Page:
Etymology
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scenary (n.)
1690s, obsolete nativized form of Italian scenario (see scenario).
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archipelago (n.)
c. 1500, from Italian arcipelago "the Aegean Sea" (13c.), from arci- "chief, principal," from Latin archi- (see arch-) + pelago "pool; gulf, abyss," from Medieval Latin pelagus "pool; gulf, abyss, sea," from Greek pelagos "sea, high sea, open sea, main" (see pelagic).

The elements of the word are Greek, but there is no record of arkhipelagos in ancient or Medieval Greek (the modern word in Greek is borrowed from Italian), so the word perhaps is an Italian compound or an alteration in Italian of Medieval Latin Egeopelagus, from Greek Aigaion pelagos "Aegean Sea." The Aegean being full of island chains, the meaning was extended in Italian to "any sea studded with islands" (a sense attested in English from c. 1600) and to the islands themselves. Related: Archipelagian; archipelagic.
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verism (n.)
"the theory that art and literature should strictly reproduce truth," 1892, from Italian verismo, from vero "truth," from Latin verus "true" (from PIE root *were-o- "true, trustworthy") + -ismo, Italian form of -ism.
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totalitarianism (n.)

1926, first in reference to Italian fascism, from totalitarian + -ism.

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palazzo (n.)

"large and imposing building," 1660s, from Italian palazzo (see palace).

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sinfonia (n.)
1773, from Italian sinfonia, from Medieval Latin symphonia (see symphony).
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scaramouche (n.)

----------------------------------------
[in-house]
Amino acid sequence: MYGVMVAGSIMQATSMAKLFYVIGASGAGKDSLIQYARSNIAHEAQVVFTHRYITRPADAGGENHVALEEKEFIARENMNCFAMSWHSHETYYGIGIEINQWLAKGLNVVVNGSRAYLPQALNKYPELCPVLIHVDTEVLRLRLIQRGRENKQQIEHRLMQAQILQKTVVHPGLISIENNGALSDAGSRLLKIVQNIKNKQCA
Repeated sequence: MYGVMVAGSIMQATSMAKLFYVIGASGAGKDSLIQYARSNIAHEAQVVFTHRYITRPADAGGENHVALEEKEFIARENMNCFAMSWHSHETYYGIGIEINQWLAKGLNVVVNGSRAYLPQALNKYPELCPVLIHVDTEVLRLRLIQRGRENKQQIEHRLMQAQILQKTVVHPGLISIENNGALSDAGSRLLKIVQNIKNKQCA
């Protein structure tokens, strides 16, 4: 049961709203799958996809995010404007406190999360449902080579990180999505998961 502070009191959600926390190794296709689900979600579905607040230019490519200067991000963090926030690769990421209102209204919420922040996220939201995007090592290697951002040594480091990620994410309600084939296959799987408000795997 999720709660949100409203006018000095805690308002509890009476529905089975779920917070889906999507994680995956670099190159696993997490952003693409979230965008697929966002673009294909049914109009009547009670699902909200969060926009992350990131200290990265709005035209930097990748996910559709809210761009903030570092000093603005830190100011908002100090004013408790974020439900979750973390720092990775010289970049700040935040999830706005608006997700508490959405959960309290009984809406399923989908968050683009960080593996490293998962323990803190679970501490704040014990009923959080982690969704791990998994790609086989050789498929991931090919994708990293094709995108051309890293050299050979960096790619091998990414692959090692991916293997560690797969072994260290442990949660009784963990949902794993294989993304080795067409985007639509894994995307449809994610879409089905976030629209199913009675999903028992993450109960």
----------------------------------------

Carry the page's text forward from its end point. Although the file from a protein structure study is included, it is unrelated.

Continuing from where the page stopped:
1660s, name of a cowardly braggart (supposed by some to represent a Spanish don) in traditional Italian comedy, from Italian Scaramuccia, literally "skirmish," from schermire "to fence," from a Germanic source (such as Old High German skirmen "defend"); see skirmish (n.). According to OED, a vogue word in late 17c. London due to the popularity of the character as staged there by Italian actor Tiberio Fiurelli (1608-1694).

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si 
"yes" in Italian and Spanish; from Latin sic "so" (see sic).
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figurine (n.)
"small, ornamental human representation in pottery or other material work," 1854, from French figurine (16c.), from Italian figurina, diminutive of figura, from Latin figura "shape, form, figure" (from PIE root *dheigh- "to form, build"). Figurette is from 1850, from Italian.
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architrave (n.)
1560s as a feature of architectural columns; 1660s of window parts, from Italian architrave, from Latin archi- "beginning, origin" (see archon) + Italian trave "beam," from Latin trabem (nominative trabs) "beam, timber," from PIE root *treb- "dwelling" (see tavern).
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